There are moments of uncertainty. About “Trump and women”, he says: “This isn’t new.” It must be the simplest sentence in the book and yet we don’t know what he is referring to. “This is a wound with the scab off.” Hard to say where the hurt lies; the women thing is just, perhaps, a general suppuration in the body politic. Any reasonably energetic baby boomer “behaved far more deplorably than Trump”, women included. Did you? Did you really? Trump is, besides, actually a sexual coward. Ah, there you go. Amis is always begging for interruption and fending it off at the same time, busking his way to the best bit, fighting with shadows to snatch the prize.
Sometimes, the feints are just too large. In 2006 he goes to play poker in Las Vegas, and describes the city as “Un-Islamic”. Surely, you think, the word he is looking for is “anti-Puritan”, but the lack of historical or geographical connection does not stop Amis from dragging the wrong world religion through the fleshpots of the Strip. This is less than brilliant, for being specious, and Amis can be brilliant. He is a great believer in semantic rigour; every sentence snaps with an accuracy that is fresh and fierce.
When he is being dodgy – as he has every right to be – he switches tack on either side of a comma, and lets the cadence carry him through. Amis is always getting away with things and then saying, “Who, me?” The problem is surely about authority: this is is the kind of energy you get from people who have been bullied, or indeed from bullies themselves.
Why we love to hate Martin Amis
In 2010 he complains that a perfectly reasonable opinion about euthanasia results in his being dubbed controversial, then quotes the source of the difficulty, a “sardonic novel” in which he wrote of old people “stinking up the clinics”, and predicted “age wars and chronological cleansing”. Impossible to tell, in this sardonic mode, whether he is accusing society of prejudice against the old, or accusing old people of being unhygienic, or just flailing around. Whatever this is, it is not an argument for euthanasia. It is tedious to unpack all this except to point out that the word “stinking” is the trigger for the “controversy”, which is shorthand, these days, not for argument, but for shame unleashed, hence the general air of shouting and the feeling that we are no further on. Also, and by the way, Amis, in this passage, defaults to images of mass slaughter, the way you do.
Amis is fantastic company until he isn’t. The drop can sometimes be severe, though never so steep as with his friend Christopher Hitchens, another writer who makes the reader feel smart, energised, enlarged, or does until he says something stupid in a really clever way. Take the line that “Women aren’t funny,” by which Hitchens meant, not that women weren’t funny (of course not!), but something else altogether about fucking and showing off and women being enormously and fundamentally in charge of men, which is when you realise that you, the reader, are a woman (I never used to check) and that he is not talking to you, he is talking to someone (Hitchens, Amis himself) born in 1949.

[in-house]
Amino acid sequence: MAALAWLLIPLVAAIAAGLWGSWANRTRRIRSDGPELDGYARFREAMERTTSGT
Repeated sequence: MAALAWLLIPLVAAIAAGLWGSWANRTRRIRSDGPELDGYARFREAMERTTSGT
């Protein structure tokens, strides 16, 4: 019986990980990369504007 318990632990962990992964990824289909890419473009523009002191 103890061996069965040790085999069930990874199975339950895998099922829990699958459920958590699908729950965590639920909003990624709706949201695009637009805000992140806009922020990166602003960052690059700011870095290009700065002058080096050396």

For the most part, with Amis, it’s not so much the woman thing. He does mention and write sympathetically about women, though they tend to be either posh or porn stars (Jessica, Diana, Temptress, Chloe). He suffers from a hyperactive dystopian sense of what Ballard calls the “near after”. His anxieties place him on the edge of the future, which makes him interested in war (and not in a good way). So it is more the religion thing, added to the race thing, complicated by the need to go huge. Maybe you could call it the “rampant instinctivism” thing. Or, the prejudice thing.
Martin Amis rounds on Donald Trump and his 'army of neo-Nazis'
“Is Terrorism About Religion?”, asks one of the titles here, giving a whole new meaning to the word “about” (was the Omagh bomb about transubstantiation? Were the Shankill Butchers defending Luther’s 95 theses?) This essay might have been a proper look at the concept of jihad, but it isn’t that. It is an opinion about how hard it is to have a certain kind of opinion, these days. In it, Amis complains about the difficulties of maintaining a discourse that includes “less than reverent generalisations about non-white foreigners” (his italics). “Reverent” is good: there is no doubt that blasphemy is a great subject, but why do you need to make generalisations, and – hang on – who are these foreigner chaps?
Amis has lived in London, Uruguay and New York, which makes him a global citizen, or perhaps a “white foreigner” (or is the term for that an “expat”?). So maybe I am not like Amis, after all, because the first and last time I typed the word “foreigner”, my computer tells me, was in 2002. It is, perhaps, a uniquely British word. And then there’s “non-white”: where does that start – Naples? Really, no one living in Brooklyn talks about foreigners any more, let alone (wow) “non-white foreigners” and just, come on.
And you know I wish I was like Amis, I really do, because, damn, that fool can write, but I am not 20 years old any more, standing in a bookshop all afternoon, trying to afford a book I could not put down. I will, like many of his readers, grow old in a different direction. Still, this collection is full of treasures. And, if you want a good scrap, if you want to feel like Martin Amis while fighting with Martin Amis (which is possibly how he also spends his day), a couple of these pieces will keep you going for a long time.
•The Rub of Time: Bellow, Nabokov, Hitchens, Travolta, Trump and Other Pieces, 1996-2016 is published by Jonathan Cape. To order a copy for £17 (RRP £20) go to bookshop.theguardian.com or call 0330 333 6846. Free UK p&p over £10, online orders only. Phone orders min p&p of £1.99.